10. How is it that outraged, fast-running men could not catch up with the girls at the end of the film, even allowing them enough time to stop and have a leisurely debate about whether to follow the local women?
  11. Where were the classic moments in this film?  The series and SATC1 were chockers with them.  Remember Carrie looking into the mirror after days spent crying in the dark?  Smashing Big with those flowers?  The Wedding Dress?  The unveiling of the wardrobe?  There is little about this film I will recall except to remind myself not to see it too many times lest it drag the girls down.
  12. Why is Ricki-Lee’s great song “Can’t Touch It” only at the end, over the credits?  Maybe that’s the prize spot, but it’s seriously the best song on the soundtrack.
  13. What Hollywood miracle has caused Liza Minelli’s thighs to stay so thin, and where do I sign up?
  14. I remember loving SJP as the crazy and too-young and bouncy girlfriend all those centuries ago in LA Story. Just so you know, and in case she feels the same about me, I want her as my BFF, not to mention my neighbour (she and Matthew Broderick live in my beloved West Village in NYC). 
  15. Why did the supposedly Danish guy seem to have an Australian accent?
  16. How come the real Australian rugby team aren’t as cute  as that?
  17. The odds of Carrie running into Aidan in a souk in Abu Dhabi are…what, exactly?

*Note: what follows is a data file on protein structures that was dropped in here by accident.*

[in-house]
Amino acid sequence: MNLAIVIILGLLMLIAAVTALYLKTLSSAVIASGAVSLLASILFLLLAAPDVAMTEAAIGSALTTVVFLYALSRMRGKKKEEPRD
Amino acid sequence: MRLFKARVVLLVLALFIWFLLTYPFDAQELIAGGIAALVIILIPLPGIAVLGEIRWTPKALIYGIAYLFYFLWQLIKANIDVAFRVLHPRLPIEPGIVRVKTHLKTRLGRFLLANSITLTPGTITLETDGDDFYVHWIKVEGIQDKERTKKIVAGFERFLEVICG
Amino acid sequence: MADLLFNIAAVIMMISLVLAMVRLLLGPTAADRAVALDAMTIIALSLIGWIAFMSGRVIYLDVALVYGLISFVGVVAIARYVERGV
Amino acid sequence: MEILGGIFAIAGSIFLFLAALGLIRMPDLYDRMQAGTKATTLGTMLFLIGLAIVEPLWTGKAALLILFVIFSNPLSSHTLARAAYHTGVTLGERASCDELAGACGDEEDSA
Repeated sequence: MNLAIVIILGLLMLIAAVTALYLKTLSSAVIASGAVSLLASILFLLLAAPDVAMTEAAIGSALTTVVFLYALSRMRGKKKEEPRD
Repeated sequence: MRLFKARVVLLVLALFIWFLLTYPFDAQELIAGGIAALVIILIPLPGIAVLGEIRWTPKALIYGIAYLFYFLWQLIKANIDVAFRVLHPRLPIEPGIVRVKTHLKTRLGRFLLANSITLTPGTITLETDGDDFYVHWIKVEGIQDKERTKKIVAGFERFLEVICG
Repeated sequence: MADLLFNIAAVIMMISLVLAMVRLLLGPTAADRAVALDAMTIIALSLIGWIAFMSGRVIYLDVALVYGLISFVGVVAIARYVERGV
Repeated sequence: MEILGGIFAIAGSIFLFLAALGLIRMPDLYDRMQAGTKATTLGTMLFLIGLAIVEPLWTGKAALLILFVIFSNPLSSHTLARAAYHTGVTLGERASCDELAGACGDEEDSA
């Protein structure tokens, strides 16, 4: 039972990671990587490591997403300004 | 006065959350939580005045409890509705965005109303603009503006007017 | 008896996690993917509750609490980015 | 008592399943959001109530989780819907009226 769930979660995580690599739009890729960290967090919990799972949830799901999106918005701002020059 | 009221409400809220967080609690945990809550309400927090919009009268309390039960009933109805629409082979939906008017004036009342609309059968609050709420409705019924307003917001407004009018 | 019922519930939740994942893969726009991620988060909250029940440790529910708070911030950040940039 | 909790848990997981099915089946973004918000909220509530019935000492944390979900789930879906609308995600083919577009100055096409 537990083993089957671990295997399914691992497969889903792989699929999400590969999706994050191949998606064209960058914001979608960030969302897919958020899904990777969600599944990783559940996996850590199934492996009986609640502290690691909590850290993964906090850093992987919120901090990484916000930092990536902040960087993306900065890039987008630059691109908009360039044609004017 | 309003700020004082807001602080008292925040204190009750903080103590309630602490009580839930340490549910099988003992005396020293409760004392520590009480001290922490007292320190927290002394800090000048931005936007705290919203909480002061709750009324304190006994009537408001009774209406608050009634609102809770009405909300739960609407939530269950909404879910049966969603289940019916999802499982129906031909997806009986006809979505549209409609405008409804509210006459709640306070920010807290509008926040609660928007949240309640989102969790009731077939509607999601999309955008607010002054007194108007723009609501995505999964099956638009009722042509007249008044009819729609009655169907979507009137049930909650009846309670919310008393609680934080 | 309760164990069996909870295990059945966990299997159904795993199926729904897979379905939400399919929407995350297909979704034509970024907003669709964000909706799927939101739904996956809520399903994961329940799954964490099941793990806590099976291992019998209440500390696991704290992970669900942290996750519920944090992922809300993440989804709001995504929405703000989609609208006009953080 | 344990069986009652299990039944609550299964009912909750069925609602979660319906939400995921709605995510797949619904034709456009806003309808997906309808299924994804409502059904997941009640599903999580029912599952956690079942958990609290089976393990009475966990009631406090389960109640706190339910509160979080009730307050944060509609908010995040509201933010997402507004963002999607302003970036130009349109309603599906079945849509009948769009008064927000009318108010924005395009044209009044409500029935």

18. And if we are going to happily deal in the ridiculous, if you are going to bring Smith back for the sequel, why not involve him in a couple more semi-naked scenes?  Surely it wasn’t outside of the fantasy-driven universe of this film to have him ride in at the end on a horse and put some clothes on Samantha?
  19. If Charlotte was so utterly horrified about the idea of buying gifts in the airport  (“it’s so tacky”), how come she got such a thrill out of finding cheap “I [heart] Abu Dhabi T-shirts” for her girls in the souk?
  20. I confess that, although it was a tad annoying, I am less offended by the obvious excess in this film that has been the subject of a lot of critical angst.
  21. Especially the idea that, in the middle of a GFC, Miranda would quit her legal job to ditch the boss she hated.
  22. And, finally, if they were so awash with money that the girls had a car each, how come they had to share camels?